Arguments pro use of nuclear energy

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Minimum greenhouse gas emissions

Nuclear power plants emit the least carbon during operation: the median emission is 12 g of CO2 equivalent per kilowatt-hour, the same as for wind energy, while the analog median for hydropower is twice as high, 24 g / KWh, and for solar energy about 45 g / KWh . Of course, all this is negligible compared to the shocking 490 g / KWh for natural gas and 820 g / KWh for coal-fired power plants. This is the world median, the combustion of low-quality lignite, such as that in Serbian thermal power plants, produces over 900 g / KWh of equivalent.

The highest reliability from the point of view of the power grid

Nuclear energy is flexible enough to be able to supply modern power grids without complicated maneuvers – and the losses associated with them. It does not vary depending on the time of day, season, clouds, temperature, pressure, precipitation, drought, etc.

Highest energy density per unit area used

In the case of nuclear energy, the energy density per unit area used is over 1000 W / m2 as standard, significantly higher than other renewable sources such as solar (5–20 W / m2) or wind energy (typically 2–3 W / m2). In practice, this means that, unlike hydropower plants (large and small), wind farms, solar power plants or fields necessary for biodiesel production, nuclear power plants can be built at virtually any location chosen as suitable for other reasons (eg for more even regional development, reduction of losses in electricity transmission, etc.).

Huge energy reserves

Even if we limit ourselves to today’s known uranium reserves mined in the standard way, the amount of electricity that could be extracted by existing types of reactors is sufficient for more than 100 years of today’s consumption levels. In the last ten years, new reserves have been discovered, so it is not impossible for this number to increase significantly. The so-called “Breeder” reactors that would be able to process unused uranium-238 and turn it into fuel for further fission would increase these reserves to enough for thousands of years.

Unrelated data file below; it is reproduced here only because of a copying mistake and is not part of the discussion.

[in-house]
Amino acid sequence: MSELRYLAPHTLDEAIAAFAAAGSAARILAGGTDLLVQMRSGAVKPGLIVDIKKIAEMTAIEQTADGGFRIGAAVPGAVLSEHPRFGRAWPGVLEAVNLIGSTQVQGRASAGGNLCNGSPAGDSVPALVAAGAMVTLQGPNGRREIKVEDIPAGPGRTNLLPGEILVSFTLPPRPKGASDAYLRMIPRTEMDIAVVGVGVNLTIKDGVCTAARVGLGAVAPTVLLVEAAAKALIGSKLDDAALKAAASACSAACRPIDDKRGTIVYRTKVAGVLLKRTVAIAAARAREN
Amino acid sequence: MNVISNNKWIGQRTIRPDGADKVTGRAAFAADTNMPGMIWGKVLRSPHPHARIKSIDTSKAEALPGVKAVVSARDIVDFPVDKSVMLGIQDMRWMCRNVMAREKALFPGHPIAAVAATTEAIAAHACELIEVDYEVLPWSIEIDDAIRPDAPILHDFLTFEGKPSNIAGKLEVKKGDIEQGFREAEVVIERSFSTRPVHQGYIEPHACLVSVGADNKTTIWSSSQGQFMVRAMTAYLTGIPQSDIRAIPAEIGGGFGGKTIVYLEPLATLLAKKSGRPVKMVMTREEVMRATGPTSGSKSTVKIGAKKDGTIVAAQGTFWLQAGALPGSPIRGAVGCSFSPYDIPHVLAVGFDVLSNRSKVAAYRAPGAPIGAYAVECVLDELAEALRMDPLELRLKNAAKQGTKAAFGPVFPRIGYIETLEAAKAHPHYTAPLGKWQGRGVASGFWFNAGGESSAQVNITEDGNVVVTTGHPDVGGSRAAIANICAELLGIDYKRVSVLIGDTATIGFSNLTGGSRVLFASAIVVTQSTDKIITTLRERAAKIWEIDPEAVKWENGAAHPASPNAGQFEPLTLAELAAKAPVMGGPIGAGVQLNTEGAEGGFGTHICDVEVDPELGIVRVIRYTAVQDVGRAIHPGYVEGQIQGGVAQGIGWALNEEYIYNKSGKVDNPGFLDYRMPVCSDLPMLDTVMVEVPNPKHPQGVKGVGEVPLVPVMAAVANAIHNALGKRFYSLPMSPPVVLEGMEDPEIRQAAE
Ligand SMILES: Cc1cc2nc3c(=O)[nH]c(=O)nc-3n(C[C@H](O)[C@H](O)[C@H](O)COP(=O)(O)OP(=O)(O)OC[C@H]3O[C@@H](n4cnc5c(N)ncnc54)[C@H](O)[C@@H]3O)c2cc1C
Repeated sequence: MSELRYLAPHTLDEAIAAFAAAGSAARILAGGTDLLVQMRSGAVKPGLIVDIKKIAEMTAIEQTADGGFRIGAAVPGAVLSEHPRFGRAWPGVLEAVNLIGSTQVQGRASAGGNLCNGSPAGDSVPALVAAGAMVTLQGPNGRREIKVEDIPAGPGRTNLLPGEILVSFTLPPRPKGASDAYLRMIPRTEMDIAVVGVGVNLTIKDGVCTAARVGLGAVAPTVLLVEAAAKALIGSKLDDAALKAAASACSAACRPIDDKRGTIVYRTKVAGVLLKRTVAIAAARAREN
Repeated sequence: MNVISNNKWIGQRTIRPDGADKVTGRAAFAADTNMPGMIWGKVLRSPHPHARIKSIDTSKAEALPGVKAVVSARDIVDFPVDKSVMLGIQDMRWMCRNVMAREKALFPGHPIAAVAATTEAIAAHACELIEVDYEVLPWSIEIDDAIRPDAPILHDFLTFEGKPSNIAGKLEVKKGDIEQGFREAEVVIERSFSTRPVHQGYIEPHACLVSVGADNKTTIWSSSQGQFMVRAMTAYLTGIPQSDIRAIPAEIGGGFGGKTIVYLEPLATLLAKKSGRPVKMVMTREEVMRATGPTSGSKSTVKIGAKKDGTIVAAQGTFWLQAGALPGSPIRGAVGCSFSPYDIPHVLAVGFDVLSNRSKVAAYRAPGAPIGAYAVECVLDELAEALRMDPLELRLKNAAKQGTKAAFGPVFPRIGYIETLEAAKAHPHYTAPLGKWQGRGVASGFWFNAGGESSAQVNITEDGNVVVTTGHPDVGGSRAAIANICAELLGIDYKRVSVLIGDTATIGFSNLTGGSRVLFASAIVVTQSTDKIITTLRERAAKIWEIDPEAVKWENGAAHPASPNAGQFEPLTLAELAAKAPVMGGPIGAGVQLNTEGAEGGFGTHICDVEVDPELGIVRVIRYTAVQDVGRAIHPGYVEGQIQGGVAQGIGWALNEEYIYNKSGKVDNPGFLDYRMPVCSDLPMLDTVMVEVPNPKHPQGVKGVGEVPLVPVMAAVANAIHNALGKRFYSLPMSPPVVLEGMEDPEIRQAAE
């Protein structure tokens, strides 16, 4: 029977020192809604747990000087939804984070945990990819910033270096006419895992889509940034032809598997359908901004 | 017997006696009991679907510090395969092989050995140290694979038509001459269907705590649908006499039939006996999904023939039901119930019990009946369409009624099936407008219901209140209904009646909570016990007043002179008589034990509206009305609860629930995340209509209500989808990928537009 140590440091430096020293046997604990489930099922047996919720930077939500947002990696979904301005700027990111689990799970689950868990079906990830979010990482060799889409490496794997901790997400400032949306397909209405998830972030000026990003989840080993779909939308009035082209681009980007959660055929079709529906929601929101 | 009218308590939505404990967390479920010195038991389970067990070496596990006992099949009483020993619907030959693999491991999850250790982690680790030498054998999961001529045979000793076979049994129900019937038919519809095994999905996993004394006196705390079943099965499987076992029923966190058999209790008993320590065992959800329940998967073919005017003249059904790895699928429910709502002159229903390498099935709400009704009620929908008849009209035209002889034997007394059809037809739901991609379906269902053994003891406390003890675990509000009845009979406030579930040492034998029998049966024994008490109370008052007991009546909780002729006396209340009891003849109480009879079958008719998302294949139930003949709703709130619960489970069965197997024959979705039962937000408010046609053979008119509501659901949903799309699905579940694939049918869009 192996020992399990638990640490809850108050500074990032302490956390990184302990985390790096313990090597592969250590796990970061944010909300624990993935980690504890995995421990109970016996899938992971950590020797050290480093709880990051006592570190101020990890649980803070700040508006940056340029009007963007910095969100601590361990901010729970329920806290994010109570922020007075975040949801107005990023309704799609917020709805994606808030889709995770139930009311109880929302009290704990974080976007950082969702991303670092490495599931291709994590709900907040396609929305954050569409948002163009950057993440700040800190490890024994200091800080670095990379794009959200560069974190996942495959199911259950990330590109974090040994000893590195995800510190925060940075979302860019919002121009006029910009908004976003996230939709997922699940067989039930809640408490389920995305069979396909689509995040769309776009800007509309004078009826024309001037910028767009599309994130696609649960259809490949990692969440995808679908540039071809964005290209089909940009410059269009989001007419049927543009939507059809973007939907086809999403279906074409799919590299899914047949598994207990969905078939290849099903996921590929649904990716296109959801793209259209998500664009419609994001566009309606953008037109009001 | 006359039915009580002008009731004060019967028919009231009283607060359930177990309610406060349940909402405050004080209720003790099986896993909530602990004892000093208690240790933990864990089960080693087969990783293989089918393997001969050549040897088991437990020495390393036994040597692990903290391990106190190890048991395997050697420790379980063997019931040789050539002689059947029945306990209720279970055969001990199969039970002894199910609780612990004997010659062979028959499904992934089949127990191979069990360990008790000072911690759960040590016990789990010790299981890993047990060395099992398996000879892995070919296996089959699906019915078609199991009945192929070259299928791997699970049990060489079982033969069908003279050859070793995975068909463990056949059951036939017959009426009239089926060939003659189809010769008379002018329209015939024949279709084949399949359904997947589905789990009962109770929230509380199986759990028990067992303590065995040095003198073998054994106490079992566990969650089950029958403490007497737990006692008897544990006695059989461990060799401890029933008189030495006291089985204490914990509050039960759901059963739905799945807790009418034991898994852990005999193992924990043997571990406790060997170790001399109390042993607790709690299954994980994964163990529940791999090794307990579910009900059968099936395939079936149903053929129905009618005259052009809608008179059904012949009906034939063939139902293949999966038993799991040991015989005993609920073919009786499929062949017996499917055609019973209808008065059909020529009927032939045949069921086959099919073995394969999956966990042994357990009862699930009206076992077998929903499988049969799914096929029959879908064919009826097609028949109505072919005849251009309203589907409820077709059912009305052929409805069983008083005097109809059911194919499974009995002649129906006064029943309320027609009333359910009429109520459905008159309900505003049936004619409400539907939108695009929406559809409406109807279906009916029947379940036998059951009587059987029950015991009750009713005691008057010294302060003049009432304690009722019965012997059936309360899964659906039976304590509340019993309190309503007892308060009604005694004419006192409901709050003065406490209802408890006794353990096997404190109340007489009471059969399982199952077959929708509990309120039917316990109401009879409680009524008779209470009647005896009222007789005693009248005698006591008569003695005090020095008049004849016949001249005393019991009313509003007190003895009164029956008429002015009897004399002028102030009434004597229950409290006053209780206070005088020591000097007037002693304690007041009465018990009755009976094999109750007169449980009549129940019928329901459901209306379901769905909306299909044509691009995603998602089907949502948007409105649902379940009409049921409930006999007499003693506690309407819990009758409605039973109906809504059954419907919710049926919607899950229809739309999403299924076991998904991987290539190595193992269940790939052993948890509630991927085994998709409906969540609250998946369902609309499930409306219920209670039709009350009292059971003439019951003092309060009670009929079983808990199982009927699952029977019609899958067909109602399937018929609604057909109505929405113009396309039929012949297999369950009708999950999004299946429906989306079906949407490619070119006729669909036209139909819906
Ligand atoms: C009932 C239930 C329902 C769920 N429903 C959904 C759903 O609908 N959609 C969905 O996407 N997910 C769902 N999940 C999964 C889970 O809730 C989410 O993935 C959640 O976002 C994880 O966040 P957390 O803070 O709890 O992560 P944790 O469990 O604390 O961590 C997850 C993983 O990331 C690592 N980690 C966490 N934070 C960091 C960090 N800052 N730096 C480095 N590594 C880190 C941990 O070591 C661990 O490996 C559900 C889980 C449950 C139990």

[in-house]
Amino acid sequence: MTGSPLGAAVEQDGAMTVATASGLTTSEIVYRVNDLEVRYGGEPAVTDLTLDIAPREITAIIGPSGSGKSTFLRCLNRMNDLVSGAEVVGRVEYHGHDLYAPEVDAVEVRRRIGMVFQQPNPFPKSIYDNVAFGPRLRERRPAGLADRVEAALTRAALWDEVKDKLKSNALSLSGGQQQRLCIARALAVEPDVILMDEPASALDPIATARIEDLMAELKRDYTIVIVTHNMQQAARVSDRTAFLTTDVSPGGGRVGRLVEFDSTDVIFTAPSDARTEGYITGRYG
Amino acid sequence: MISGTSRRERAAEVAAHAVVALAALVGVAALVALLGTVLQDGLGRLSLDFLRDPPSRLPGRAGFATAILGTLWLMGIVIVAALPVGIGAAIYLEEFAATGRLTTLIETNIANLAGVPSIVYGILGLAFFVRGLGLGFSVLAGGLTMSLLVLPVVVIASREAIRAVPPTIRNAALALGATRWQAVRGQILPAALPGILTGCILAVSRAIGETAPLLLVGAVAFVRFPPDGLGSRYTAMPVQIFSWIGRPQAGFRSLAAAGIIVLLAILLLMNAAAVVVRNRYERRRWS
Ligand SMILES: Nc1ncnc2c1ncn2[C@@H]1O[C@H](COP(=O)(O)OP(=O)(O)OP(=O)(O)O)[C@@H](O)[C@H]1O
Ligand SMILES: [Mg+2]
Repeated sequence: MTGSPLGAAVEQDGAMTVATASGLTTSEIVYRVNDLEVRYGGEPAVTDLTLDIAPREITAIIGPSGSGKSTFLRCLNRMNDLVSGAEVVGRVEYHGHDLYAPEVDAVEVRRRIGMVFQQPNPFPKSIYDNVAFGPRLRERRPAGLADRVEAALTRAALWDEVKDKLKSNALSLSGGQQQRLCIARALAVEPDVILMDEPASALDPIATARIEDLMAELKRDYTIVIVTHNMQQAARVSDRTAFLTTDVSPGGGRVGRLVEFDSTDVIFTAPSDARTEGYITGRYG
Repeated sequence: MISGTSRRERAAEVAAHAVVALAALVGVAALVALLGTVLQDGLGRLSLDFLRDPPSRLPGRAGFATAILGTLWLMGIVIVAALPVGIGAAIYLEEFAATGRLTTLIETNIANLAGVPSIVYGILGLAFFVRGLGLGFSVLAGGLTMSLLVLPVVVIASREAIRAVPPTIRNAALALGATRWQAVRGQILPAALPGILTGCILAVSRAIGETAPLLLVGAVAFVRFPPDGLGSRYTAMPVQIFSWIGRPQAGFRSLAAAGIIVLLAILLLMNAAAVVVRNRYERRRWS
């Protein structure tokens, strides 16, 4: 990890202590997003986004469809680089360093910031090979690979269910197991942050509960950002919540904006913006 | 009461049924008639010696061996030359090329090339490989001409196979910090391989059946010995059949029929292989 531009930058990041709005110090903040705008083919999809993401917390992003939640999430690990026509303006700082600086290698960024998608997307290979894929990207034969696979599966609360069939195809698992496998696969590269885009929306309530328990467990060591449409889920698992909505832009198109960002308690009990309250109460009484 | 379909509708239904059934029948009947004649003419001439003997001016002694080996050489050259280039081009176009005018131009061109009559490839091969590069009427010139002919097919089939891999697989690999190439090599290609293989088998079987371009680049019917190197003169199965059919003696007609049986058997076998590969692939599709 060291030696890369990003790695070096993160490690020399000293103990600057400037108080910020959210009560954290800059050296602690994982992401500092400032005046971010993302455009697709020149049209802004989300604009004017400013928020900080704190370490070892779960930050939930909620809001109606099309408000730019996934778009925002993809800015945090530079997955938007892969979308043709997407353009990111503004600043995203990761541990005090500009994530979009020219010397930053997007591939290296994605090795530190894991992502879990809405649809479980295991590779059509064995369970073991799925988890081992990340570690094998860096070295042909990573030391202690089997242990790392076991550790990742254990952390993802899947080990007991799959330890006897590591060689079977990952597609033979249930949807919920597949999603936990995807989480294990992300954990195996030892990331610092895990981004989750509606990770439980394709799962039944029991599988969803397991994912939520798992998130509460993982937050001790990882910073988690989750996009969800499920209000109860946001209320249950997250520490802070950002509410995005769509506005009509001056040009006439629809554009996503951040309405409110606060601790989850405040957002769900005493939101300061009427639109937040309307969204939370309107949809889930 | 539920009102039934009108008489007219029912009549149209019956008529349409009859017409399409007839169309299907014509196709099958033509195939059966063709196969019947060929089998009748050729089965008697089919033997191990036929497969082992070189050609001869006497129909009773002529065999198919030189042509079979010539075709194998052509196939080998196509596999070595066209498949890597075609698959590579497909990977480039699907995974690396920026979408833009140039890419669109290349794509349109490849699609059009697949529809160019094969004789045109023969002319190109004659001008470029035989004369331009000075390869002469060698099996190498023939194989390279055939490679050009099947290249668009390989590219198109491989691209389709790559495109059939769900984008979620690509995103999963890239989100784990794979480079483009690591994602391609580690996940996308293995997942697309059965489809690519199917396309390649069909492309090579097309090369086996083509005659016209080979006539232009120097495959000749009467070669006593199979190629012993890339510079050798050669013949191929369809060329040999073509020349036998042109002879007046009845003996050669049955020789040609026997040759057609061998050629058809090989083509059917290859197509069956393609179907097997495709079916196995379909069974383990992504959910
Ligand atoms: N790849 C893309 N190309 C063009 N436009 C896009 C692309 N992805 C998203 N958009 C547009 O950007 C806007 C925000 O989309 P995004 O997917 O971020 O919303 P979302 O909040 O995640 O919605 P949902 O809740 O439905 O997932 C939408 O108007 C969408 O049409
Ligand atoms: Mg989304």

High level of safety at work

Contrary to the propaganda of the anti-nuclear lobby, the nuclear industry is one of the safest activities. According to the data of the World Labor Organization, the number of injuries at work in the nuclear industry is lower than in the film industry (!) Or banking (!!), and for an entire order of magnitude less than injuries at work in construction. If we measure safety through the number of deaths of workers in industry per unit of energy produced, nuclear energy is about 2,500 times safer than burning coal, 30 times safer than hydropower and about 4 times safer than wind energy.

Low maintenance costs

According to the best available data, the average maintenance costs of a nuclear power plant are only about one third of the analogous costs of maintaining a coal-fired power plant of the same installed capacity! This assessment includes the safe disposal of processed nuclear fuel and the high earnings of employees in the nuclear industry. Of course, skeptics will say that cheap maintenance is partially covered by the far higher costs of the initial investment (the so-called up-front capital cost) of building a nuclear installation, which is certainly true. However, two other factors should be kept in mind here: 1. Nuclear energy scales far better with both installed power and time, ie. it becomes cheaper the more we use it and the longer we use it 2. a good part of both the initial investments and the maintenance costs of nuclear reactors are a consequence of the extremely high regulation of this market.